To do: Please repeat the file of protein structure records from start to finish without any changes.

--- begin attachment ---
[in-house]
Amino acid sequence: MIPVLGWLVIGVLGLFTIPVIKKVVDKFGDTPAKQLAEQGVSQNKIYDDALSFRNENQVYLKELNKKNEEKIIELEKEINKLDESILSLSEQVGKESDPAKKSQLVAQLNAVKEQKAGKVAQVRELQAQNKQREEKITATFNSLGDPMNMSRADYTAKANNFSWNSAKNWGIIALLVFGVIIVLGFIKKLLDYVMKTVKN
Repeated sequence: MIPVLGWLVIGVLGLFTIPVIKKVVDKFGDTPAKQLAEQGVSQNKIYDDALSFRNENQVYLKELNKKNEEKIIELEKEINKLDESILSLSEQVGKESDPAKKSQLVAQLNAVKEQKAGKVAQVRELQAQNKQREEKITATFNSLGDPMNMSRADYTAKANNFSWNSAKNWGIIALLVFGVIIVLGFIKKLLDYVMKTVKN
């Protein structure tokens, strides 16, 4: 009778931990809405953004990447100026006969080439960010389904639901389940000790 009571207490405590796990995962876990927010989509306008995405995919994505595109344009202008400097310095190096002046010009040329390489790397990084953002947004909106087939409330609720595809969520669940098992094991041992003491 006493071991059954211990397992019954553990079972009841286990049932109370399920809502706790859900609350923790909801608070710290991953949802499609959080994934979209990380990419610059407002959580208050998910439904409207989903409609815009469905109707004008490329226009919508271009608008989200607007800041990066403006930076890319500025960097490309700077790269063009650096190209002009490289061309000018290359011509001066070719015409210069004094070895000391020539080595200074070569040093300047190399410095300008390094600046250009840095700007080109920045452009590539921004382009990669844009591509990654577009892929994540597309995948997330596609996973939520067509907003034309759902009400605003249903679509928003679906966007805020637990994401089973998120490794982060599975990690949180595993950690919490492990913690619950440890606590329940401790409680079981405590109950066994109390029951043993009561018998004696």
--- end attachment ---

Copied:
[in-house]
Amino acid sequence: MIPVLGWLVIGVLGLFTIPVIKKVVDKFGDTPAKQLAEQGVSQNKIYDDALSFRNENQVYLKELNKKNEEKIIELEKEINKLDESILSLSEQVGKESDPAKKSQLVAQLNAVKEQKAGKVAQVRELQAQNKQREEKITATFNSLGDPMNMSRADYTAKANNFSWNSAKNWGIIALLVFGVIIVLGFIKKLLDYVMKTVKN
Repeated sequence: MIPVLGWLVIGVLGLFTIPVIKKVVDKFGDTPAKQLAEQGVSQNKIYDDALSFRNENQVYLKELNKKNEEKIIELEKEINKLDESILSLSEQVGKESDPAKKSQLVAQLNAVKEQKAGKVAQVRELQAQNKQREEKITATFNSLGDPMNMSRADYTAKANNFSWNSAKNWGIIALLVFGVIIVLGFIKKLLDYVMKTVKN
């Protein structure tokens, strides 16, 4: 009778931990809405953004990447100026006969080439960010389904639901389940000790 009571207490405590796990995962876990927010989509306008995405995919994505595109344009202008400097310095190096002046010009040329390489790397990084953002947004909106087939409330609720595809969520669940098992094991041992003491 006493071991059954211990397992019954553990079972009841286990049932109370399920809502706790859900609350923790909801608070710290991953949802499609959080994934979209990380990419610059407002959580208050998910439904409207989903409609815009469905109707004008490329226009919508271009608008989200607007800041990066403006930076890319500025960097490309700077790269063009650096190209002009490289061309000018290359011509001066070719015409210069004094070895000391020539080595200074070569040093300047190399410095300008390094600046250009840095700007080109920045452009590539921004382009990669844009591509990654577009892929994540597309995948997330596609996973939520067509907003034309759902009400605003249903679509928003679906966007805020637990994401089973998120490794982060599975990690949180595993950690919490492990913690619950440890606590329940401790409680079981405590109950066994109390029951043993009561018998004696």